Jump to content


Member Since 07 Jan 2012
Offline Last Active Jan 15 2012 11:46 AM

#78 Suggestions for new forum topics

Posted by Ester on 15 January 2012 - 11:28 AM

The logs need to "cool off" after they are cut, so I waited 2 weeks and I made a point of collecting them and getting them off the ground, so nothing else could contaminate them. I stacked them on pallets.  Then I "seeded" them and put them back on the pallet. I also covered them loosely to help keep the moisture in them. Tight bark is important - don't bother with logs that have loose hides. I have them outside in a shady spot and have been havesting Shitakis for 3 years so far...

When the logs are ready (3 - 6months usually), I roll them into a pool I make by digging a ditch and lining it with pond liner (I can move the location easily) If you select your log size by imagining yourself on the ground, trying to roll a soaking wet log out of the pool, you will hopefully not choose logs too big for you. I took my 4ft. long giants and cut them down to 2ft. cuz I just couldn't handle them.

I use http://www.fungiperfecti.com/ for information and product. I copied this from their site:
Plug Spawn prefers to grow on hardwoods, with the exception of the Phoenix Oyster, which grows well on firs. Most species can be grown on either logs or stumps. Non-aromatic hardwoods such as oak, poplar (cottonwood), elm, maple and similar woods are very good candidates for log cultivation. Alder is a good wood for the cultivation of Oyster and Shiitake mushrooms, but must be kept above ground because it will decompose quickly in contact with the soil. (We do not recommend using aromatic woods such as cedar or pine.) Thick-barked woods are preferable over "paper-bark" woods such as birch, and any log that is shedding it's bark should not be used. Logs should be cut at least two weeks in advance of plugging. Cutting your logs in the late Winter or early Spring helps to insure that they have a high sugar content, although this is not strictly necessary. Freshly-cut logs should not be immediately inoculated; trees naturally produce anti-fungal compounds, which degrade in two to three weeks from cutting. Aged deadwood is also not recommended for plugging, as it has a poor nutrient base for supporting mushroom growth. Logs or stumps with fine cracks (called "checks") running through them are more quickly colonized with mushroom mycelium than those without.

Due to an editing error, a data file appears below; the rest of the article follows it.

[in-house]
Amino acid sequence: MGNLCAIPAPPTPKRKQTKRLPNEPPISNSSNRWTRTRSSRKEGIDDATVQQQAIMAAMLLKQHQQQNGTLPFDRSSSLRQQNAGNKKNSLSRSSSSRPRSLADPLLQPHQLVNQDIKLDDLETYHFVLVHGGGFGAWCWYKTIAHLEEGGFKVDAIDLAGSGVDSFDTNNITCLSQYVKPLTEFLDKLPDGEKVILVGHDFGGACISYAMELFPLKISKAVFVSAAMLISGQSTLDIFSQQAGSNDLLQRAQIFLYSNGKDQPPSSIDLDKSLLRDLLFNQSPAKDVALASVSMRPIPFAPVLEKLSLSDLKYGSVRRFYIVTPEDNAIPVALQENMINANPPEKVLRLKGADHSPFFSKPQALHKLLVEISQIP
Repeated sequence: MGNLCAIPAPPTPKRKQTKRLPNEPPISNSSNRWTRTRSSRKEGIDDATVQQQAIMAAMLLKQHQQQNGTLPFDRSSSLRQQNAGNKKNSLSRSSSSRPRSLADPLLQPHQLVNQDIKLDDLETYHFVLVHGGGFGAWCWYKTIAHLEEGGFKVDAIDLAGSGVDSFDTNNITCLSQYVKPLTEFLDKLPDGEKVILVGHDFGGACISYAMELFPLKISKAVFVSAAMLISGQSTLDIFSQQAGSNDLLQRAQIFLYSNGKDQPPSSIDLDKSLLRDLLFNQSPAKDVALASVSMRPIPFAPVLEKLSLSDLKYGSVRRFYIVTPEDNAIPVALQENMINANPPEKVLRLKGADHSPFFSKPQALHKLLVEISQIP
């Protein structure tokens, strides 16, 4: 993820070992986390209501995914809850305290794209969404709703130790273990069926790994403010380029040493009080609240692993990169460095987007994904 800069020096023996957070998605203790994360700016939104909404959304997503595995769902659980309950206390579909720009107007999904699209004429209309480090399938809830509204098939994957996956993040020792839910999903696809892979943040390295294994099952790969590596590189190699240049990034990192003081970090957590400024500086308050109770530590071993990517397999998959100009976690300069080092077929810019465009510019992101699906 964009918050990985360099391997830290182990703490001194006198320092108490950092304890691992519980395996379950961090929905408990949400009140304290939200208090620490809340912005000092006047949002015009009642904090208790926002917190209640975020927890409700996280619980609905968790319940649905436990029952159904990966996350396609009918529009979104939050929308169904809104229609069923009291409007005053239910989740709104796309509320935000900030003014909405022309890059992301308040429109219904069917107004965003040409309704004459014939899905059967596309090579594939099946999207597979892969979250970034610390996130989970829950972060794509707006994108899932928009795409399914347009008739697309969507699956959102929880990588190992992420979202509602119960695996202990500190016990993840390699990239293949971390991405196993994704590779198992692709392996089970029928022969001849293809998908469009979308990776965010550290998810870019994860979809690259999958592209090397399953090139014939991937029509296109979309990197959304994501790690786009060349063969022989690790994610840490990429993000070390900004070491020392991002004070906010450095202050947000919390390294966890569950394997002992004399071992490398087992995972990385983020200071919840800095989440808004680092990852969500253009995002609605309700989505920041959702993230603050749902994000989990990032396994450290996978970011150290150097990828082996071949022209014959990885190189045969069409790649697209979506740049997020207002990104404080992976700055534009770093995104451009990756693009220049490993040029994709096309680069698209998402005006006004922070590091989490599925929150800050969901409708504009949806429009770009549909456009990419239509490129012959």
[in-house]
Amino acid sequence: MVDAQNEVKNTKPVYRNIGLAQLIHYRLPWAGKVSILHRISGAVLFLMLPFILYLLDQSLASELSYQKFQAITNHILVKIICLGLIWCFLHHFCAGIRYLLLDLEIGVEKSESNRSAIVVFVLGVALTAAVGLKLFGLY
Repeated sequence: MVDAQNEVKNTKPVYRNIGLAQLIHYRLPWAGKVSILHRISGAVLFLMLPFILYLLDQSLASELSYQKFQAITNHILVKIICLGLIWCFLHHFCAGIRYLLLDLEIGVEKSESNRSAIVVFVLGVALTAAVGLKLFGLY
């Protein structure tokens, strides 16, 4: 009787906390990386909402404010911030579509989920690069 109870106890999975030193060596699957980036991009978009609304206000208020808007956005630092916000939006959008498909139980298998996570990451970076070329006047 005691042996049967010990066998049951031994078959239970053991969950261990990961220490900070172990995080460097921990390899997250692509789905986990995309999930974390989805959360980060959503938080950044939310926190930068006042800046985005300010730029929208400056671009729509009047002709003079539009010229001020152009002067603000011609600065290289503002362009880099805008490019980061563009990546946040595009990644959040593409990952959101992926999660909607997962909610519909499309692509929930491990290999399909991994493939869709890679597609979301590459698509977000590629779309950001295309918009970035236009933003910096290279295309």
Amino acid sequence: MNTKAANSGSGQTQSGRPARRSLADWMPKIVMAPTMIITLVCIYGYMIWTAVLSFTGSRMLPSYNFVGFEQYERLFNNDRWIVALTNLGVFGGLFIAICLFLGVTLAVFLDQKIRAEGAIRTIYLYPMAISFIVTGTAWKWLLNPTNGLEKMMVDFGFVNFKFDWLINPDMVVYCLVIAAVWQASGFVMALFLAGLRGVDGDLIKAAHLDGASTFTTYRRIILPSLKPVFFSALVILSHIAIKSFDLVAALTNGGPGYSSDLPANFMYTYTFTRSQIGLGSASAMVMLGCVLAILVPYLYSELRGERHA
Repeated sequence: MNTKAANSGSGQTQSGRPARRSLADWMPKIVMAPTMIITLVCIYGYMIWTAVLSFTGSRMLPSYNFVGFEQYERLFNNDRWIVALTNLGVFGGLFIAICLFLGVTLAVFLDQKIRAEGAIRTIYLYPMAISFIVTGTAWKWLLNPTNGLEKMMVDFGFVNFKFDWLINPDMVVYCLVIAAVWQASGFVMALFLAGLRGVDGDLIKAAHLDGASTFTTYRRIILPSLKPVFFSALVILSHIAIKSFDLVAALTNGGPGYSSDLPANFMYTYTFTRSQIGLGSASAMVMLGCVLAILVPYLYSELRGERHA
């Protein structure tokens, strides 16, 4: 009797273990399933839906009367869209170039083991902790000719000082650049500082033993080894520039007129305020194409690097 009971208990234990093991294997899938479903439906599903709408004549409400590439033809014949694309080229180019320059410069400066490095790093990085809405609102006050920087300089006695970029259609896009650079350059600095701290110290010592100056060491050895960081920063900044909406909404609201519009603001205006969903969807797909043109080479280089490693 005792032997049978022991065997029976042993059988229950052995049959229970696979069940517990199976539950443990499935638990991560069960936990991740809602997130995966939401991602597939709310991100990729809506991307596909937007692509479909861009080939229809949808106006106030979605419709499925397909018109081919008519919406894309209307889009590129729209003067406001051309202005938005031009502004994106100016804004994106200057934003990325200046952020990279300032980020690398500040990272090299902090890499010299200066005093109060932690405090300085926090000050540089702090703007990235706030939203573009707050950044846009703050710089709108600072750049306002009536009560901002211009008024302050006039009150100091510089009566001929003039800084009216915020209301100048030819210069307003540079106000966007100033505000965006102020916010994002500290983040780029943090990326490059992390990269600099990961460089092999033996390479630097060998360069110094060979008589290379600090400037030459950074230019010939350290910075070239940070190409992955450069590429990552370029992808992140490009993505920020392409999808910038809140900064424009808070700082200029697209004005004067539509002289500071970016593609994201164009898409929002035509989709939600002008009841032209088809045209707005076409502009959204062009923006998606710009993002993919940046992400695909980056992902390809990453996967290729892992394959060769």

By using the fungiperfecti dowels to inoculate cut hardwood logs or stumps, mushroom mycelium can be encouraged to grow throughout or colonize the wood. Once the wood is fully colonized (typically 9-12 months) mushrooms will spring forth from cracks or channels in the wood. Generally, the best time of year to inoculate logs and stumps is in the Spring, after your last hard frost. However, you can inoculate your logs any time up to 30-45 days before consistently (i.e. 'round the clock) freezing temperatures set in for the Winter. The idea is to allow the mushroom mycelium growing on the Plug Spawn time to establish itself in its new home before it goes into dormancy over the Winter. Logs can be left outdoors over the Winter, under a layer of straw or a burlap tarp, shade cloth or other vapor-permeable cover (do not use plastic tarps: this can cause mold to form). In areas where the Winter is exceptionally harsh, logs can be stored in a shed, barn, garage or other outbuilding.

Logs should be cut to lengths of 3-4 feet, and are best if they do not exceed 14 inches in diameter. Use a 5/16" drill bit in a high-speed drill to drill 2-inch deep holes no more than 4 inches apart, evenly spaced in a "diamond" pattern along the length and around the full circumference of the logs. Stumps should be inoculated along the circumference of their face, in the border between the bark and the heartwood. Insert 1 plug per hole and whack it in with a hammer. A 3-4 foot log can take 50 or more plugs, while stumps usually hold 30-50 plugs The more plugs you use per log, the faster the wood will be colonized with mushroom mycelium. Holes can be sealed with cheese wax or beeswax to protect the mycelium from weather and insects while it is growing; although this step can be helpful, it is not absolutely necessary.

They have a great catalog too.

Good luck and good eating!

#64 Suggestions for new forum topics

Posted by Ester on 12 January 2012 - 03:46 PM

Just to clarify, I was speaking of cultivated mushrooms from known sources, not mushroom hunting in the wild. Too much room for error in the wild for any newbie...